Social Environment and Biomarkers of Aging Study (SEBAS, ICPSR #3792) in Taiwan
Taiwan has undergone rapid demographic, social, and economic changes, becoming a highly urbanized and industrial society with a growing population of persons age 65 or older. SEBAS explores the relationship between life challenges and mental and physical health, the impact of social environment on the health and well-being of the elderly and biological markers of health and stress. The study collected self-reports of physical, psychological, and social well-being, plus extensive clinical data based on medical examinations and laboratory analyses. Examination of health outcomes included chronic illnesses, functional status, psychological well-being, and cognitive function. Questions regarding life challenges focused on perceived stress, economic difficulties, security and safety, and the consequences of a major earthquake. Biological markers were used to identify cardiovascular risk factors, metabolic process measures, immune-system activity, the hypothalamic-pituitary adrenal axis, and sympathetic nervous system activity. Two rounds of biomarker data collected in 2000 and 2006 are complemented by face-to-face interviews with the participants. The purpose of this study is to examine the antecedents, correlates, and consequences of change in biological measures and health. Specifically, the principal investigators aimed to examine three questions:
1. What individual and environmental factors contribute to our understanding of downstream health and survival? The principal investigators focused on links between health and stressful experience, SES, psychosocial vulnerability and emotional well-being.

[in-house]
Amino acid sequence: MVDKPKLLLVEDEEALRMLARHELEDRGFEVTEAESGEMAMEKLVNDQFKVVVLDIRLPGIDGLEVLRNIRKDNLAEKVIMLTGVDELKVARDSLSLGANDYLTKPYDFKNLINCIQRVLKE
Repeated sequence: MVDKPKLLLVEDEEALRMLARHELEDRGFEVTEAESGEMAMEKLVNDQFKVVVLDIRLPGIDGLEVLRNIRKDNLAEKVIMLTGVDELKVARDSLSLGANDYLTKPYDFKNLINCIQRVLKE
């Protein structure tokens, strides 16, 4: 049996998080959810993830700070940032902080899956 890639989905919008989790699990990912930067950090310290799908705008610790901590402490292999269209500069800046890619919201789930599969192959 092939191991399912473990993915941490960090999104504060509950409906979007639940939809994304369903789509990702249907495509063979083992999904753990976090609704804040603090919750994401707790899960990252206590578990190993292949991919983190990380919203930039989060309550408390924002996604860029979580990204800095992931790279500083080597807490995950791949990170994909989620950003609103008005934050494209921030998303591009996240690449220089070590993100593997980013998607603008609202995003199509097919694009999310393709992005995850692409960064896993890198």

2. What factors predict change in bioindicators? The principal investigators examined demographic and psychosocial factors along with environmental exposures to determine how prior experience is associated with change in biomarkers. They focused on the effects of socioeconomic status (SES), emotional well-being, and chronic and acute stressors. They examined change across the full array of biomarkers.
3. Do changes in bioindicators predict health outcomes and survival? The principal investigators used a life course framework to explore how change in bioindicators and trajectories of prior experience and exposures are associated with subsequent health, physical and cognitive function, and survival. Of particular interest are several high-profile bioindicators (telomere length, 5-HTTLPR genotype, and inflammatory markers), new data on factors that may modify these associations (trauma, caregiving, sleep quality, chronic pain, and optimism), and gene-environment interactions.
Noreen Goldman, Princeton University
Maxine Weinstein, Georgetown University
Ming-Cheng Chang, Taiwan Department of Health. Bureau of Health Promotion
Hui-Sheng Lin, Taiwan Department of Health. Bureau of Health Promotion
Yi-Li Chuang, Taiwan Department of Health. Bureau of Health Promotion
Shio-Jean Lin, Taiwan Department of Health. Bureau of Health Promotion
Shiow-Ing Wu, Taiwan Department of Health. Bureau of Health Promotion